• Files compression may be necessary to reduce large file sizes or directories of files. Files can be bundled together in compressed file archives (.zip, .7z, .tar.gz). If you have a large directory of files, and there is a logical way to split it into subdirectories and compress those, we encourage you to do so. We recommend not exceeding 10GB each.

Preferred file formats

Dryad welcomes the submission of data in multiple formats to enable various reuse scenarios. For instance, Dryad's preferred format for tabular data is CSV, however, an Excel spreadsheet may optimize reuse in some cases. Thus, Dryad accepts more than just the preservation-friendly formats listed below.

  • Text:
    • README files should be in plain text format (ASCII, UTF-8)
    • Comma-separated values (CSV) for tabular data
    • Semi-structured plain text formats for non-tabular data (e.g., protein sequences)
    • Structured plain text (XML, JSON)
  • Images: PDF, JPEG, PNG, TIFF, SVG
  • Audio: FLAC, AIFF, WAV, MP3, OGG
  • Video: AVI, MPEG, MP4
  • Compressed file archive: TAR.GZ, 7Z, ZIP

Organize files in a logical schema

File naming

Name files and directories in a consistent and descriptive manner. Avoid vague and ambiguous filenames. Filenames should be concise, informative, and unique (see Stanford's best practices for file naming).

Avoid blank spaces and special characters (' '!@#$%^&") in filenames because they can be problematic for computers to interpret. Use a common letter case pattern because they are easily read by both machines and people:

  • Kebab-case: The-quick-brown-fox-jumps-over-the-lazy-dog.txt
  • CamelCase: TheQuickBrownFoxJumpsOverTheLazyDog.txt
  • Snake_case: The_quick_brown_fox_jumps_over_the_lazy_dog.txt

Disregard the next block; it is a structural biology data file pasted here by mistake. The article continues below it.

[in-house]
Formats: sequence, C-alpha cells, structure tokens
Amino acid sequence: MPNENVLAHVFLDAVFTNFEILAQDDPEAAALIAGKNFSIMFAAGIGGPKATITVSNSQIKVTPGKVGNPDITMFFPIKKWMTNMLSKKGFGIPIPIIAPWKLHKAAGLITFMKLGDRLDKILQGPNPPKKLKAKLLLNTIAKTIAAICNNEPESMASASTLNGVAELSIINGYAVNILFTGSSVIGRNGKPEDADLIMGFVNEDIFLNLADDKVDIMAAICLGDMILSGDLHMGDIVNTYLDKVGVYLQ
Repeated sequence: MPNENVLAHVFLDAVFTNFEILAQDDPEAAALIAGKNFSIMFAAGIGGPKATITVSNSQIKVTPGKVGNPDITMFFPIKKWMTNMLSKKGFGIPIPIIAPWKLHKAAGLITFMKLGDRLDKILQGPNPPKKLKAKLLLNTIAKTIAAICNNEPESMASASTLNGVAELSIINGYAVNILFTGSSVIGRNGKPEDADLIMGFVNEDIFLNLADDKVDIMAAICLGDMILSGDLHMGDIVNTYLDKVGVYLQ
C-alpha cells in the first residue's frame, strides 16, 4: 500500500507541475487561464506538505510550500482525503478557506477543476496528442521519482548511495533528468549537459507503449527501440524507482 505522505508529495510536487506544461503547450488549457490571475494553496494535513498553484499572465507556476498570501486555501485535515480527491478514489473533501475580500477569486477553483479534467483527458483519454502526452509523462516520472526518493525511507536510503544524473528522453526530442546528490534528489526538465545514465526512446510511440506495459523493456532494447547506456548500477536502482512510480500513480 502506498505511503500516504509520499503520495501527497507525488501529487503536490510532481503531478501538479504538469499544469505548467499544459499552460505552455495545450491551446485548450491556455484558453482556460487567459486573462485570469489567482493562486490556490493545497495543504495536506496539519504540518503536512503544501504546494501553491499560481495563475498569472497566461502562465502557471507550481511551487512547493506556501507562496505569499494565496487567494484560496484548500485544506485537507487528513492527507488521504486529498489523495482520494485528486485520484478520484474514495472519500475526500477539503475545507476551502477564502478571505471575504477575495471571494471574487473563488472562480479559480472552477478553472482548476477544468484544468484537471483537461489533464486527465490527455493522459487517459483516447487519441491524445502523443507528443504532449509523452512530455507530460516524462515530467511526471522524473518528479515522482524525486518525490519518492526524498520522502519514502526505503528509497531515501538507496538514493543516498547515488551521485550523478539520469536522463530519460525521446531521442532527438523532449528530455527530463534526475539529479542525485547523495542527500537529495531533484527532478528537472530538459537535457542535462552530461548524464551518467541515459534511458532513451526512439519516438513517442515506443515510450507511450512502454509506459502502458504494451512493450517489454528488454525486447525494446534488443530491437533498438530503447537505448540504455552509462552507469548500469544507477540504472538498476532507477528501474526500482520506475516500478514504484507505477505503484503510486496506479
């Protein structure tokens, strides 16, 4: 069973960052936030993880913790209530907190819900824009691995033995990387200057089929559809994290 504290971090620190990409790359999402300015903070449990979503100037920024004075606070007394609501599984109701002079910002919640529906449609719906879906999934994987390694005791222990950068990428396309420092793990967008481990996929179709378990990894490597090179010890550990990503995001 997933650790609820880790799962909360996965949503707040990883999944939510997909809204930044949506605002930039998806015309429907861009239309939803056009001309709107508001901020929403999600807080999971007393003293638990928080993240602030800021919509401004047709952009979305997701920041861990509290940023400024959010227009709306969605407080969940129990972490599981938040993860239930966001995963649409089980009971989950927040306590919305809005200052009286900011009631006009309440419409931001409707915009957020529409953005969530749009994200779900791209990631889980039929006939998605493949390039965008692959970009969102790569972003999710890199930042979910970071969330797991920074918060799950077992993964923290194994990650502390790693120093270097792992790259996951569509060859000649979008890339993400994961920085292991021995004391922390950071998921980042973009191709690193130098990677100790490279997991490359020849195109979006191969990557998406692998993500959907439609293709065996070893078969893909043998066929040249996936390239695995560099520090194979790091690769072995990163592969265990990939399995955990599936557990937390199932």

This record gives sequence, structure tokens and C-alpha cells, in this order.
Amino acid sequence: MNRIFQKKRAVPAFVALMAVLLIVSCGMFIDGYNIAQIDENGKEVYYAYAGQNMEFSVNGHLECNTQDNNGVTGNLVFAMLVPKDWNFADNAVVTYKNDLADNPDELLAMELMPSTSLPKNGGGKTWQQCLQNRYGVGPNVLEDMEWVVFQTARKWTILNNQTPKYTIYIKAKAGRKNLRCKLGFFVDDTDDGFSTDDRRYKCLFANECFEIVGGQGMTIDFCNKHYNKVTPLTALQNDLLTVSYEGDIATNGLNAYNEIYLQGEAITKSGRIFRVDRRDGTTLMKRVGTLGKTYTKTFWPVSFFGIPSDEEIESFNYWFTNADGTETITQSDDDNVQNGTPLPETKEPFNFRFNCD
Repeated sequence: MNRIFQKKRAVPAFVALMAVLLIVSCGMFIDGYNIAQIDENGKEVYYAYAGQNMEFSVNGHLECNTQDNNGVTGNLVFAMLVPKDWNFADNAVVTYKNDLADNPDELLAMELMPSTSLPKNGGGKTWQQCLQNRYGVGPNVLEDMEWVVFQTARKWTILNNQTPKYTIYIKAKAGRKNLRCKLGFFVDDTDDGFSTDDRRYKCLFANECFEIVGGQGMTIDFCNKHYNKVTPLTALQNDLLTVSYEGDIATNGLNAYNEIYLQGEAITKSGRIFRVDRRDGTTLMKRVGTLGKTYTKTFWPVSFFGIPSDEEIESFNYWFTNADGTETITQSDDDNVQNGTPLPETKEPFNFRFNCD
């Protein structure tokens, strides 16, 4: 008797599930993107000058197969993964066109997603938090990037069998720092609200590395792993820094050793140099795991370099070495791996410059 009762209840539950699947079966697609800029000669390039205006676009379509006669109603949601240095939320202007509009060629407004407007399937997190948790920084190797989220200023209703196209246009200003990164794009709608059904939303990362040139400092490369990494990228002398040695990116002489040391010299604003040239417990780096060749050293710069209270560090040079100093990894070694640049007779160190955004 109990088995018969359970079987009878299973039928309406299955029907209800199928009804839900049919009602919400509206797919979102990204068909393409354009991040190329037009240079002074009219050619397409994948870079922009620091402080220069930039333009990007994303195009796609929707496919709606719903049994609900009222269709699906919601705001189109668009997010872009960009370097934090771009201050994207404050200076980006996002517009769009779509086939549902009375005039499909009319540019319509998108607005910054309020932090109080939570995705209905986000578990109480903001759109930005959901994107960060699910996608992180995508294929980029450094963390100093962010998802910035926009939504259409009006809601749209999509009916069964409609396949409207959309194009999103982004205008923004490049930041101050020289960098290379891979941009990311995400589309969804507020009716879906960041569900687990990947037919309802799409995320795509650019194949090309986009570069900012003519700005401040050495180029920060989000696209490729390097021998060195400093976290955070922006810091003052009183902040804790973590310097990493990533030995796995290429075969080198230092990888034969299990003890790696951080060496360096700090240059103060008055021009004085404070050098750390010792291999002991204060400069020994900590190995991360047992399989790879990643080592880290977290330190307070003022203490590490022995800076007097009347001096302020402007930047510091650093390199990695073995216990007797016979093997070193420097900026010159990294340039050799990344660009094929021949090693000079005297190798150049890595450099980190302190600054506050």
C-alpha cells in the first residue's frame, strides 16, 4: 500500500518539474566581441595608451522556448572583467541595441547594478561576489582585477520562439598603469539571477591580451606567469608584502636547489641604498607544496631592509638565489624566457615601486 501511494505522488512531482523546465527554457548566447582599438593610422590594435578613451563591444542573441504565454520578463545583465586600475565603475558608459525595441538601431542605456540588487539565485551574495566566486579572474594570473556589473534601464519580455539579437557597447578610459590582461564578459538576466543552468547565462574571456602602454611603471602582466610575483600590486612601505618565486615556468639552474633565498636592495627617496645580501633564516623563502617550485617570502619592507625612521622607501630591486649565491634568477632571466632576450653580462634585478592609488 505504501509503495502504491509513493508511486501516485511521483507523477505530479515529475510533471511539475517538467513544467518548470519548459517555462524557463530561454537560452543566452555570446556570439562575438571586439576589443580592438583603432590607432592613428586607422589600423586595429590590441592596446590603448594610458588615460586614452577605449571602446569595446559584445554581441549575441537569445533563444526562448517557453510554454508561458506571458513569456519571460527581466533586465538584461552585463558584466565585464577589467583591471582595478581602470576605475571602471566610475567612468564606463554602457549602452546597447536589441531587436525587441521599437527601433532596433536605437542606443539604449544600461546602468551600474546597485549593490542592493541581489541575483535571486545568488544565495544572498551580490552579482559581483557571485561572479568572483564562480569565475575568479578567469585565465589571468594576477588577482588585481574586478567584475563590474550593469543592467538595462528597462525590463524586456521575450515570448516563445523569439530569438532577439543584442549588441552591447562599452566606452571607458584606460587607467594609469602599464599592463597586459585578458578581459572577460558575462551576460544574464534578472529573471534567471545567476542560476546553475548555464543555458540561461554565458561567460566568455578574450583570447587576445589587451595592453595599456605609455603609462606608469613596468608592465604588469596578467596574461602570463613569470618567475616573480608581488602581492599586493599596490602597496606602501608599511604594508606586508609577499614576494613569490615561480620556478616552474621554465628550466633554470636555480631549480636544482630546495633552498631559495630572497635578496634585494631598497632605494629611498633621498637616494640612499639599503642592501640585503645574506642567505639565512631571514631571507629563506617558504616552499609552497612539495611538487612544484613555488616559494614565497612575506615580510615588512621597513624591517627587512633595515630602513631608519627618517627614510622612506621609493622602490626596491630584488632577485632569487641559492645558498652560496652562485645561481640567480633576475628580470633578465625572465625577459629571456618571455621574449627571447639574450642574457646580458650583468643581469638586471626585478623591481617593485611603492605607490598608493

Include the following information when naming files:

  • Author surname
  • Date of study
  • Project name
  • Type of data or analysis
  • File extension (.csv, .txt, .R, .xls, .tar.gz, etc.)


A) Organized by File type

|- Data/
|  |- Processed/
|  |- Raw/
|- Results/
|  |- Figure1.tif
|  |- Figure2.tif
|  |- Models/

B) Organized by Analysis

|- Figure1/
|  |- Data/
|  |- Results
|  |  |- Figure1.tif
|- Figure2/
|  |- Data/
|  |- Results/
|  |  |- Figure2.tif

Describe your dataset in a README file

Provide a clear and concise description of all components of your dataset in a README document. This will help others interpret and reanalyze your data.

We provide a README template in Markdown format to guide you through the creation of your README documentation.

If your dataset includes compressed archives, please upload your README externally as a stand-alone file in the 'Data' category so that users can view its contents before downloading the full dataset.

Details to include:

  • Summary of experimental efforts underlying this dataset
  • Description of file structure and contents
  • Definitions of all variables, abbreviations, missing data codes, and units
  • Links to other publicly accessible locations of the data
  • Other sources, if any, that the data was derived from
  • Any other details that may influence reuse or replication efforts

Ready to get started? Log in and go to the "My datasets" to begin your data submission now!

Examples of good reusability practices

  • Gallo T, Fidino M, Lehrer E, Magle S (2017) Data from: Mammal diversity and metacommunity dynamics in urban green spaces: implications for urban wildlife conservation. Dryad Data Platform.
  • Rajon E, Desouhant E, Chevalier M, Débias F, Menu F (2014) Data from: The evolution of bet hedging in response to local ecological conditions. Dryad Data Platform.
  • Drake JM, Kaul RB, Alexander LW, O'Regan SM, Kramer AM, Pulliam JT, Ferrari MJ, Park AW (2015) Data from: Ebola cases and health system demand in Liberia. Dryad Data Platform.
  • Wall CB, Mason RAB, Ellis WR, Cunning R, Gates RD (2017) Data from: Elevated pCO2 affects tissue biomass composition, but not calcification, in a reef coral under two light regimes. Dryad Data Platform.
  • Kriebel R, Khabbazian M, Sytsma KJ (2017) Data from: A continuous morphological approach to study the evolution of pollen in a phylogenetic context: an example with the order Myrtales. Dryad Data Platform.

Further resources